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This article investigates whether human masculine plural noun phrases (NPs) in Spanish, which can be interpreted with an exclusively masculine or a mixed-gender meaning, are a case of balanced or unbalanced ambiguity. The results of an experiment using a sentence continuation task with oral stimuli are consistent with the claim that masculine grammatical gender biases listeners toward an exclusively masculine interpretation. The acceptance rate of continuations with the pronoun uno/una referring to a masculine plural antecedent showed that the exclusively masculine meaning of the NP is accessed more frequently and involves a lower cognitive cost than the mixed-gender interpretation. Further, this effect interacts with the stereotypicality of the noun: nouns independently established to carry a masculine stereotype are less likely to be associated with a mixed-gender interpretation. The study also found that the speakers’ attitudes toward nonsexist language predict their acceptance of the mixed-gender interpretation of masculine NPs.
This article addresses the effect of communicative activity on the use of language and gesture by school-age children. The present study examined oral narratives and explanations produced by children aged six and ten years on the basis of several linguistic and gestural measures. Results showed that age affects both gestural and linguistic behaviour, supporting previous findings that multimodal discourse continues to develop during the school-age years. The task (narration vs. explanation) also had clear effects on the use of language and gesture: gestures and subordinate markers were more frequent in explanations than in narratives, whereas cohesion markers were more often used in narratives. Altogether, these results show partly distinctive developmental patterns between narrative monologic discourse behaviour and explanatory behaviour in the context of dialogue and question–answer exchanges.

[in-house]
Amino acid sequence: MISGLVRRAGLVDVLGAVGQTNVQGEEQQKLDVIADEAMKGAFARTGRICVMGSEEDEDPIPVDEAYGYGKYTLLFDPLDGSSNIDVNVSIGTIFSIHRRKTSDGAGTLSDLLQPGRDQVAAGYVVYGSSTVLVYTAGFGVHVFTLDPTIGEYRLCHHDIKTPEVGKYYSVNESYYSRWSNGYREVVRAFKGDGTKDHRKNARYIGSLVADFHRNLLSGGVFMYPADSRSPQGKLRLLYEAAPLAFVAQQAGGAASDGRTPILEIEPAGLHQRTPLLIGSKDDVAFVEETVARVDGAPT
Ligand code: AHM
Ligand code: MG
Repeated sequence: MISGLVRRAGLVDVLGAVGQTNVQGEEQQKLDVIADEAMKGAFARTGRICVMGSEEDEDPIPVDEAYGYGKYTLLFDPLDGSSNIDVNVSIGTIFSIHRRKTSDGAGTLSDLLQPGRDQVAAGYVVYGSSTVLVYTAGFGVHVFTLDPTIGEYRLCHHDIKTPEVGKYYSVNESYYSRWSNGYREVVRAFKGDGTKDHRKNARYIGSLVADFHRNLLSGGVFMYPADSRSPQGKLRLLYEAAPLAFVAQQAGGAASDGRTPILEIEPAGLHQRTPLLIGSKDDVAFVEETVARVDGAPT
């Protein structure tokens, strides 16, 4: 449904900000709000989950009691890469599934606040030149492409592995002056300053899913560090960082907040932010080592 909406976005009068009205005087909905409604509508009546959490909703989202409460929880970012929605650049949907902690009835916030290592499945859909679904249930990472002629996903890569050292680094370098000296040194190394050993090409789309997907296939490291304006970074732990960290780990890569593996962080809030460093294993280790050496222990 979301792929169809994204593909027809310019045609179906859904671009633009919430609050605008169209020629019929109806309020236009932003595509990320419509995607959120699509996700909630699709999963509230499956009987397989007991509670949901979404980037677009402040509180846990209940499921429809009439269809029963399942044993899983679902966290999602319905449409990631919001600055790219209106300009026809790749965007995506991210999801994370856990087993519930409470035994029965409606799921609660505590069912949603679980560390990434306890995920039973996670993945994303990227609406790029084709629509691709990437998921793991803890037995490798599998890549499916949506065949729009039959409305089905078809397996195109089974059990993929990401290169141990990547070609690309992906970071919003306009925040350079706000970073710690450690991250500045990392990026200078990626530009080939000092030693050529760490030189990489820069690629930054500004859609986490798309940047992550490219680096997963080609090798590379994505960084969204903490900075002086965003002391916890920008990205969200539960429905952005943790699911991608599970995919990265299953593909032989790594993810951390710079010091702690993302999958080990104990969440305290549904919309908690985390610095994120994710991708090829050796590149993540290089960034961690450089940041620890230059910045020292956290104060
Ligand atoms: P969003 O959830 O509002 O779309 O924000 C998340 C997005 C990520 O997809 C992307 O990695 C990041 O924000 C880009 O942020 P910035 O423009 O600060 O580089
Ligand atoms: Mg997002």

Despite the interest in null direct objects in Spanish, the case of direct objects with propositional antecedents, which complement cognition and communication verbs, remains mostly uninvestigated. This article investigates, from a comparative variationist perspective, null direct objects with propositional antecedents, variably coded by the clitic lo, in Mexican and Peninsular Spanish. Variable rule analysis of six Spanish corpora reveals a big difference between the two dialects in the frequency of overt vs. null neuter pronoun yet shows that some of the linguistic constraints conditioning the variation are shared by both dialects (presence of a dative pronoun, type of antecedent, sentence type), suggesting that the null pronoun has the same grammatical role in both dialects. Some divergences in the conditioning of the null pronoun also emerge from the analysis and the sociodemographic information available suggests the existence of a change in progress in Mexican Spanish.
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